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A Glimpse into a Small Cornish Fishing Village, Cadgwith Cove

Cadgwith Cove was not a destination on our radar.

By: Gabriel Nivera + Save to a List

Clare and I had finished visiting the Eden Project  and we were trying to find somewhere to have  dinner before watching the sunset at Lizard Point.  As we drove on the B roads, we scoured the web for recommendations and came across the Cadgwith Cove Inn. The promise of fresh sea food chowder sourced from the daily catch was enough to convince us.  Unless you are a resident, you cannot drive into the village, but you must park at a lot and take a scenic stroll on a narrow path through a field.  This path takes you through the houses in the village, that have little nautical elements adorning them.  As you enter the main area of the village, you will notice a small rocky beach where all the fishing boats are kept and a quaint little fish shop.  Where the fishermen who operate out of the cove sell their daily catch.

After our meal, we strolled along the beach, up the rocky outcrop, and to the adjacent inlet.  It was at this point I bumped into a local who was putting on new decals on a boat. I asked him what time the fishermen go out in the mornings and he replied, "It depends, but normally between five and six".  I had decided to come back the next morning before leaving Cornwall, the hope was to get pictures of the fishermen as they set about their work.

I was determined to get there before the first boat departed.  This meant waking up at four-thirty in the morning and driving thirty or so minutes from Penzance. When I arrived the village was peacefully silent.  And all the boats were ashore.  The only sounds were the sea birds cawing and the waves lapping on the beach.  Luckily it wasn't too long until Martin Mitchell came along.  I asked if I could follow him around as he worked.  "Yes," he answered gruffly, "just so long as you stay out of my way, I've got a lot of work to do."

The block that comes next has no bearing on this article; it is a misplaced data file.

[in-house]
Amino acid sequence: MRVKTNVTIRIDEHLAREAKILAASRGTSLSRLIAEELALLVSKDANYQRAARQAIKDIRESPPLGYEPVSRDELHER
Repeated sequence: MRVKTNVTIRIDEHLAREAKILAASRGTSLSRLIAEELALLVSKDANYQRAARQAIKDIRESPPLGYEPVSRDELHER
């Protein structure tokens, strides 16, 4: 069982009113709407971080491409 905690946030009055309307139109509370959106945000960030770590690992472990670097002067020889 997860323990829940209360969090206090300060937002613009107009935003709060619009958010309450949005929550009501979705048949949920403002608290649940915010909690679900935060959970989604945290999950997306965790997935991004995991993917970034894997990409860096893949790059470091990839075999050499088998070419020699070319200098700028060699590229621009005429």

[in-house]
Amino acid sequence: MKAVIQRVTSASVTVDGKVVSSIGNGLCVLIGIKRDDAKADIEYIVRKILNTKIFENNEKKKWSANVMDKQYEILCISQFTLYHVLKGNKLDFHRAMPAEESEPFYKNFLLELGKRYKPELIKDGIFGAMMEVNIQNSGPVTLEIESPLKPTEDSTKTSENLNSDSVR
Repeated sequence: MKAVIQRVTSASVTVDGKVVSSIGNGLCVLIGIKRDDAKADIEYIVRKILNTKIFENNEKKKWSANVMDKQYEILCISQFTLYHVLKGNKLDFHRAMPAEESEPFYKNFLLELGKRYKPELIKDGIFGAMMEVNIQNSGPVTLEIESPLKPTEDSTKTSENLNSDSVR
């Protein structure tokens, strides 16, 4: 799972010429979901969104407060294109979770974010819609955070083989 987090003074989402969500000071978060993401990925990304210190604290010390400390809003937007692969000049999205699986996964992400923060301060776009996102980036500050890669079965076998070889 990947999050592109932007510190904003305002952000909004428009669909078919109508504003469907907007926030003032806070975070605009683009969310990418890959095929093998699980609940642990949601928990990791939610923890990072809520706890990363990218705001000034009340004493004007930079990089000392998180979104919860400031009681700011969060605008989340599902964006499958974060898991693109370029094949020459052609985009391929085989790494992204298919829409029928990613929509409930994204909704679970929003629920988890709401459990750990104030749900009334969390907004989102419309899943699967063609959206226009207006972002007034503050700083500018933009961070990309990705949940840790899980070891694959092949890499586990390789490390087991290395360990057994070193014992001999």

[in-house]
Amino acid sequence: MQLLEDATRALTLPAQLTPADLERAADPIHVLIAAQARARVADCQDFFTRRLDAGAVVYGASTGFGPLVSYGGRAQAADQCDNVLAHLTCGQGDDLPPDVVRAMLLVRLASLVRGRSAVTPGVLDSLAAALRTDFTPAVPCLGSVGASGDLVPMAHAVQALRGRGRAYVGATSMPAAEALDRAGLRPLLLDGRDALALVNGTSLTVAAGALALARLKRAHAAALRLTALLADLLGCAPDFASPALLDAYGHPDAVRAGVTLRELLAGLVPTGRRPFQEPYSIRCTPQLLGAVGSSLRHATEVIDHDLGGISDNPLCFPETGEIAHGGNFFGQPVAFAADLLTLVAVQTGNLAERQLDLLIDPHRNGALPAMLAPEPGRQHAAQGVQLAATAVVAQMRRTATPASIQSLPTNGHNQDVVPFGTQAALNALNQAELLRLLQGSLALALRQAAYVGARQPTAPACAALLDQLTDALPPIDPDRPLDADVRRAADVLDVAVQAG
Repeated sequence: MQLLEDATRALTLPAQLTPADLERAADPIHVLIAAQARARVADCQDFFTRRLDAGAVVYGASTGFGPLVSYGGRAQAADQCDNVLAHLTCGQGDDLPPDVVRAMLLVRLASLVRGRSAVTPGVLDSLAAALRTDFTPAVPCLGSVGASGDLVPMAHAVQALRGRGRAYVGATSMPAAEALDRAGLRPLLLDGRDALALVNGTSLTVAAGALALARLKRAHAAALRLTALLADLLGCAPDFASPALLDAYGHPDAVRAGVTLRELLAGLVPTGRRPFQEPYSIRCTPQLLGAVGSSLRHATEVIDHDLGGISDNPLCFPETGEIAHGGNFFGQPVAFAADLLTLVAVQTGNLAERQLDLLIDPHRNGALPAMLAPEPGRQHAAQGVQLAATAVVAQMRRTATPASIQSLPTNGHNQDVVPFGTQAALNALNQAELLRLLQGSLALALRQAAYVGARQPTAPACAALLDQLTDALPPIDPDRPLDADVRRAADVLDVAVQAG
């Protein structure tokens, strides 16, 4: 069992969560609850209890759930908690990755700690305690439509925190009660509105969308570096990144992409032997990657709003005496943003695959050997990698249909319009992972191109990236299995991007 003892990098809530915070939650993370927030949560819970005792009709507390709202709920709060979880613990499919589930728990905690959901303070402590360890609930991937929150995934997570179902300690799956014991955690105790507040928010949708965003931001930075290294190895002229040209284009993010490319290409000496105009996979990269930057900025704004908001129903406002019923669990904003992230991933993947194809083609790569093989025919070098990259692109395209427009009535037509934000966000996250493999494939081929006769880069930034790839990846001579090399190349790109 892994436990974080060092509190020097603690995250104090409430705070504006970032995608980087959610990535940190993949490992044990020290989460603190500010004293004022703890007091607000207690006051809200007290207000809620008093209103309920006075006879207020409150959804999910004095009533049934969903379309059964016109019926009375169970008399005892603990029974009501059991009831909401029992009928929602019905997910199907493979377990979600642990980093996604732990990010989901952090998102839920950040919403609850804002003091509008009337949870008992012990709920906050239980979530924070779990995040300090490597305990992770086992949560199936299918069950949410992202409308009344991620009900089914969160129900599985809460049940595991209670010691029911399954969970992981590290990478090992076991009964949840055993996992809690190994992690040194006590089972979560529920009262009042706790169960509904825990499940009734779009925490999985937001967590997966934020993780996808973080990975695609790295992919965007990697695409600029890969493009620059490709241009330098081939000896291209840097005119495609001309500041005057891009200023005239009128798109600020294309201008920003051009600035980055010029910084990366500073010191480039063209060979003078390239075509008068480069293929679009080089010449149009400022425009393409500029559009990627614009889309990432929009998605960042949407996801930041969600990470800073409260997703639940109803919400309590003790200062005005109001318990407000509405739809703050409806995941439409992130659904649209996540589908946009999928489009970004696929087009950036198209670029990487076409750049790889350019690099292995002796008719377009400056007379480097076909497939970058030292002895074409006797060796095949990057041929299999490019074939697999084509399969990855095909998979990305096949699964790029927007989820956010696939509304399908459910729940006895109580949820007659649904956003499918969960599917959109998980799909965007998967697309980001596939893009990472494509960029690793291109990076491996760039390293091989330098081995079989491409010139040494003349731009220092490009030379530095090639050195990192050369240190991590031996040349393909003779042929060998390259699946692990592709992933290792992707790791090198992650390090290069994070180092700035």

Martin is an 8th generation fisherman, born and bred in Cadgwith.   Never married and with no children to carry his name, Martin has devoted his life to the sea. He was anxious to get back out to fish for crab and lobster.  Normally working six days a week, Martin had spent the last three days stuck making repairs to his home. He needed a good catch that day.  After loading the Bob Winnie with freshly baited traps, Martin jumped into the tractor and pushed her into the water.  Before the rocky beach swallowed the tractor up, he quickly reversed out and parked it. He then made his way to the water wading in and deftly hopped aboard to start the engines.   I waved as he sailed into the distance slowly becoming  a speck on the horizon.

We want to acknowledge and thank the past, present, and future generations of all Native Nations and Indigenous Peoples whose ancestral lands we travel, explore, and play on. Always practice Leave No Trace ethics on your adventures and follow local regulations. Please explore responsibly!

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